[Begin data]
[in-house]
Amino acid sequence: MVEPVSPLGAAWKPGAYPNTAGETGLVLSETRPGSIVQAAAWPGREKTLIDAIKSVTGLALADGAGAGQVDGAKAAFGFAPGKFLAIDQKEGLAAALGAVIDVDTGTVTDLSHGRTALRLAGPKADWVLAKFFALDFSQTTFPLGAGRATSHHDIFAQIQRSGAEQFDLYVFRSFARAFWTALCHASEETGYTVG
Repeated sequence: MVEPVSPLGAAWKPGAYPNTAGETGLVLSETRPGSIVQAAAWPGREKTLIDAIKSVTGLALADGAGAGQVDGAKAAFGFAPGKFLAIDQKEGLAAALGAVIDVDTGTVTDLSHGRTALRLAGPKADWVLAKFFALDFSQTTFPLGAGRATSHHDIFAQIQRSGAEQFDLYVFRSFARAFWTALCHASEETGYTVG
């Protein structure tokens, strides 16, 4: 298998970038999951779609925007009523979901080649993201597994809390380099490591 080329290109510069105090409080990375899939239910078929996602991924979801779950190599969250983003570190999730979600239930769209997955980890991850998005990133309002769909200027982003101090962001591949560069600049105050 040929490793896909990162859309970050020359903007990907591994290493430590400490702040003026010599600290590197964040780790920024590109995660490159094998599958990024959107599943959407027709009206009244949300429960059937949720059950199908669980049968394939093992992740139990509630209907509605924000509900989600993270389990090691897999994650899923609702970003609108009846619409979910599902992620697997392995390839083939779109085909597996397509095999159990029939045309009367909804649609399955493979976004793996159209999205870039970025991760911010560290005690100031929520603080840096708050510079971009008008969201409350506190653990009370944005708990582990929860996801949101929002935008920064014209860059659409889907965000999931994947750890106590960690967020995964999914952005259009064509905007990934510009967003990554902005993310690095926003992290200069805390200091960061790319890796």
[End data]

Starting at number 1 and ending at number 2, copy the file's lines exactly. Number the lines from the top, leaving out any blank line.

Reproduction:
[in-house]
Amino acid sequence: MVEPVSPLGAAWKPGAYPNTAGETGLVLSETRPGSIVQAAAWPGREKTLIDAIKSVTGLALADGAGAGQVDGAKAAFGFAPGKFLAIDQKEGLAAALGAVIDVDTGTVTDLSHGRTALRLAGPKADWVLAKFFALDFSQTTFPLGAGRATSHHDIFAQIQRSGAEQFDLYVFRSFARAFWTALCHASEETGYTVG